Finance firms told to deliver meaningful menopausal support

The financial services sector has been told it needs to do more as new research has found almost a quarter of those working in financial services have said there are no measures in their workplace to support women senior leaders going through the menopause.

The professional membership body and registered charity the Chartered Institute for Securities & Investment (CISI) undertook the survey, with respondents from across the world including UK, Europe, Asia and Africa.

The CISI asked respondents: “A recent report on menopause in the workplace showed that financial services firms are losing women from their pipeline of senior leaders because of a lack of workplace support for those women going through the menopause. Do you believe this has been an issue for your firm?”, with a further question on the type of measures, if any, respondents had in their firms.

Of those who responded, 44% said they felt that lack of workplace support for women going through the menopause was an issue, compared with 46% who didn’t believe it was an issue for them in their firm, with 10% remaining neutral in their response.

In terms of measures put in place to counter this lack of workplace support for menopausal senior women leaders, 15% had flexible working schedules in place, 11% had a policy, 10% had internal training for all staff or manager training, with 8% having paid leave of absence. Only 6% of firms had a menopause private medical employee benefit, with 1% having access to support via an app.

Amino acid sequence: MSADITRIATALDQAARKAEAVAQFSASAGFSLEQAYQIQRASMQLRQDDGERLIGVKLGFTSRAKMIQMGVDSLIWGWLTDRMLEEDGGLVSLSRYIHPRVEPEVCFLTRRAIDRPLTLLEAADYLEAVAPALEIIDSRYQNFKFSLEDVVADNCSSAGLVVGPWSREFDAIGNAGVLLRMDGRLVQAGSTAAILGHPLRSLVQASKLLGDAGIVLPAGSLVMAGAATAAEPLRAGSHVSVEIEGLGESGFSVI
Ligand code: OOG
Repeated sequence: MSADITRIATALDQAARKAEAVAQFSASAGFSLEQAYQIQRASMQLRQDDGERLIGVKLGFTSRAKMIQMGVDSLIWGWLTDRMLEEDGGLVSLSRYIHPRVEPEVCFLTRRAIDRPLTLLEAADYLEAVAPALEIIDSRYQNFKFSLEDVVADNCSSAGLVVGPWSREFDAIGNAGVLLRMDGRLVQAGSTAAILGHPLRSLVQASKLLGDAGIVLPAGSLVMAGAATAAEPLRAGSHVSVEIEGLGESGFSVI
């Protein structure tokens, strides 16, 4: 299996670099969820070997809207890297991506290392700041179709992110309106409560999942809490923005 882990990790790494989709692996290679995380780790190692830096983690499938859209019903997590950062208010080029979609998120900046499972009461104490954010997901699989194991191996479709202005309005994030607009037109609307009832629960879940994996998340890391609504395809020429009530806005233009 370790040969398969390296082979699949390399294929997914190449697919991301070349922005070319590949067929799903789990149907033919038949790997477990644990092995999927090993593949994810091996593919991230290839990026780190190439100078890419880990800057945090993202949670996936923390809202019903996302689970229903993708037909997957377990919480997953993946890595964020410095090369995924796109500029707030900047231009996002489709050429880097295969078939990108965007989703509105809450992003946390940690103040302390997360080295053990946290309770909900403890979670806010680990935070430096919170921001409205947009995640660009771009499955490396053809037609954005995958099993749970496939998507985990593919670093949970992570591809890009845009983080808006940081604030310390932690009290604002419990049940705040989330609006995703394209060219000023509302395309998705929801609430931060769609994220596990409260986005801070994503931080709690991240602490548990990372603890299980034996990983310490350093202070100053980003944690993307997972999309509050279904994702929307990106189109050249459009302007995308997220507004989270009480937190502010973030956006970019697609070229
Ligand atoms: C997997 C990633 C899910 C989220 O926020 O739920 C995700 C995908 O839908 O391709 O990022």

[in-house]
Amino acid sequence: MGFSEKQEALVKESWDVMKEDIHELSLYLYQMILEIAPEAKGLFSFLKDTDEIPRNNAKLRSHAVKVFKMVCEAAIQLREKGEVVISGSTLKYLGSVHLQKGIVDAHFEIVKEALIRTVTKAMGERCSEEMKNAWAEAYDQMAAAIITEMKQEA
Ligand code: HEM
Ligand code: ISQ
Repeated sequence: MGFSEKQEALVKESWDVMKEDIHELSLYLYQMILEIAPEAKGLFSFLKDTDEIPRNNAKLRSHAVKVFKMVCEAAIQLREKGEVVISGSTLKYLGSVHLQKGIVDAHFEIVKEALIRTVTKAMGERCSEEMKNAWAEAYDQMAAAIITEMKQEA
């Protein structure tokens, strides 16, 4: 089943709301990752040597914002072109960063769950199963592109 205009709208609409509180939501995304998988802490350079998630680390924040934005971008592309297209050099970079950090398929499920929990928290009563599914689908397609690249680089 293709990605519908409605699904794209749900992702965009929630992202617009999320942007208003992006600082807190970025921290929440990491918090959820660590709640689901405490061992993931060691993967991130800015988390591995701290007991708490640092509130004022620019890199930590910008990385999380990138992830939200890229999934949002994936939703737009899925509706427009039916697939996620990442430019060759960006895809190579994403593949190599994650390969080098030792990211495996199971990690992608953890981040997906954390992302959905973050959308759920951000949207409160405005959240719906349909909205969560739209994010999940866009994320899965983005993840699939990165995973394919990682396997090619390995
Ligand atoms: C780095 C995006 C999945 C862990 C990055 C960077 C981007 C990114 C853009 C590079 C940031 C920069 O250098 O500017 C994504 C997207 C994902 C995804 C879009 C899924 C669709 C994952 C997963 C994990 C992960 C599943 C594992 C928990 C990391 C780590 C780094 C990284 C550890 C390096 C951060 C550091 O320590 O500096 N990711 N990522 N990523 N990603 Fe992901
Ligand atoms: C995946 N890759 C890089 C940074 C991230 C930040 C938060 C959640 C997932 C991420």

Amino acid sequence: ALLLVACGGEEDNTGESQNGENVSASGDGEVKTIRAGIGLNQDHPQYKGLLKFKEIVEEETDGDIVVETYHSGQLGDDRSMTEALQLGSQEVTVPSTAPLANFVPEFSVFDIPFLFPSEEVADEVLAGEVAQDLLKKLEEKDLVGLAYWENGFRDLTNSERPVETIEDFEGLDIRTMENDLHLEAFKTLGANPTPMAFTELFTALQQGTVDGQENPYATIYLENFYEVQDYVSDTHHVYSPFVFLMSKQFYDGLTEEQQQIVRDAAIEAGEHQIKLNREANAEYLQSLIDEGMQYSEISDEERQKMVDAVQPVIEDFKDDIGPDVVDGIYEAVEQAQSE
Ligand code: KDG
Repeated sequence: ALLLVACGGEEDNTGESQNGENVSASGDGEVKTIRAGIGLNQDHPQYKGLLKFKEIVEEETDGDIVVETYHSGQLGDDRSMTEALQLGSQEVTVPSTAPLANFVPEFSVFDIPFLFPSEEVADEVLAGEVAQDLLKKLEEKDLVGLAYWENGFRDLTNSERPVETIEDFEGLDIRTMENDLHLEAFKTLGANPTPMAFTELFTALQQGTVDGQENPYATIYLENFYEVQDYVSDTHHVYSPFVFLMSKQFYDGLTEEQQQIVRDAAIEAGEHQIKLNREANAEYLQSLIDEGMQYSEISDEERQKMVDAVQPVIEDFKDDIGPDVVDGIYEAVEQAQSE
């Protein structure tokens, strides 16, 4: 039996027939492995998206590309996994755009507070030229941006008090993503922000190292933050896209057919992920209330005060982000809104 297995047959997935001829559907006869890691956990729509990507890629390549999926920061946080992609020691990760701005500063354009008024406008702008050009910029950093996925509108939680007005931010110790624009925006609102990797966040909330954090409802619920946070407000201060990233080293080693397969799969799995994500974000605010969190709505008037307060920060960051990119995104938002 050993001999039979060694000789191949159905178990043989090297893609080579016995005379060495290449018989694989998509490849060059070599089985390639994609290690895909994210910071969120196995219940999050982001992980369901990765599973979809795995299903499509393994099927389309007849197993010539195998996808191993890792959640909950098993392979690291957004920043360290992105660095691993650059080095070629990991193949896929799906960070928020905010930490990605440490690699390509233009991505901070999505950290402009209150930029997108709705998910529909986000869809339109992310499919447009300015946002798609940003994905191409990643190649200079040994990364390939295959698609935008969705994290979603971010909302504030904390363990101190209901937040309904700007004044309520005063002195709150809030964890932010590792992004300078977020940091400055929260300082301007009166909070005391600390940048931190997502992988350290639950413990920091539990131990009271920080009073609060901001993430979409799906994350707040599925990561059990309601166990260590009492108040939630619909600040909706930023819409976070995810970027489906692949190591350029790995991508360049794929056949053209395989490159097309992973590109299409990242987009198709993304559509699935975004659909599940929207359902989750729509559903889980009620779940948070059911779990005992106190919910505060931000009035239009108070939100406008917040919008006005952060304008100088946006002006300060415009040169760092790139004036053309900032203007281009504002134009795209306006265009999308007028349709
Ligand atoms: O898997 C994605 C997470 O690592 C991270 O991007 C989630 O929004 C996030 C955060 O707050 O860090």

CISI chief executive, Tracy Vegro, said: “This is our first ever sector survey looking at this fundamental aspect of women’s health. Financial services firms are at differing stages of their policy formation on this issue. Lack of knowledge, need for greater awareness and ways to tackle the perceived stigma around the menopause are all key challenges.”

The survey reported some respondents said they felt ageism and gender discrimination was a factor for firms not engaging: “This is just another way to justify discrimination against women. Sure, some will need additional support, but we don’t need to be patronised and written off just because we are in our 40s/50s,” said one risk professional. Another said: “On the outside it looks like it is in place but feel the culture can be ageist”.

Some felt that the stigma around the menopause was a factor for financial services firms’ lack of engagement.

“Although we haven’t lost any staff due to lack of support, I think it’s more to do with those of us affected by the issue have been here sometime and not really expecting support,” said one.  “This is still an issue for women themselves as we’re only just coming out of the taboo stage and realising there is help out there.”

Another added: “Since I have just been through peri menopause and then menopause, I can safely say it’s one of the hardest and least addressed phases of a woman’s life. They have been suffering silently and seems like I just did the same.”

Other respondents raised the issue of lack of leadership within firms: “Minimum cost was spent on this. A training course was rolled out to all staff on a different topic and the trainers were asked to cover menopause briefly,” said one UK respondent. “All training courses were done as a window dressing to meet compliance requirements. No other provisions were made in the workplace. My personal opinion is the CEO is too young and too much profit driven (bonus) in an environment that is much dominated by a male workforce. My previous CEO said: ‘this is a financial service industry and stress, and pay is part of the deal’. No empathy and emotional intelligence exist in leadership.”

Claire Tunley, Financial Services Skills Commission, CEO said: “The financial services sector is facing a huge skills shortage. Firms are working hard to break the menopause taboo and support colleagues through their menopause transition but there is more work to do. Generating greater awareness, understanding, and building a more inclusive working culture, will empower individuals and help retain valuable, expertise and talent. This will ensure the industry continues to build skills, drive innovation, and boost overall competitiveness.”

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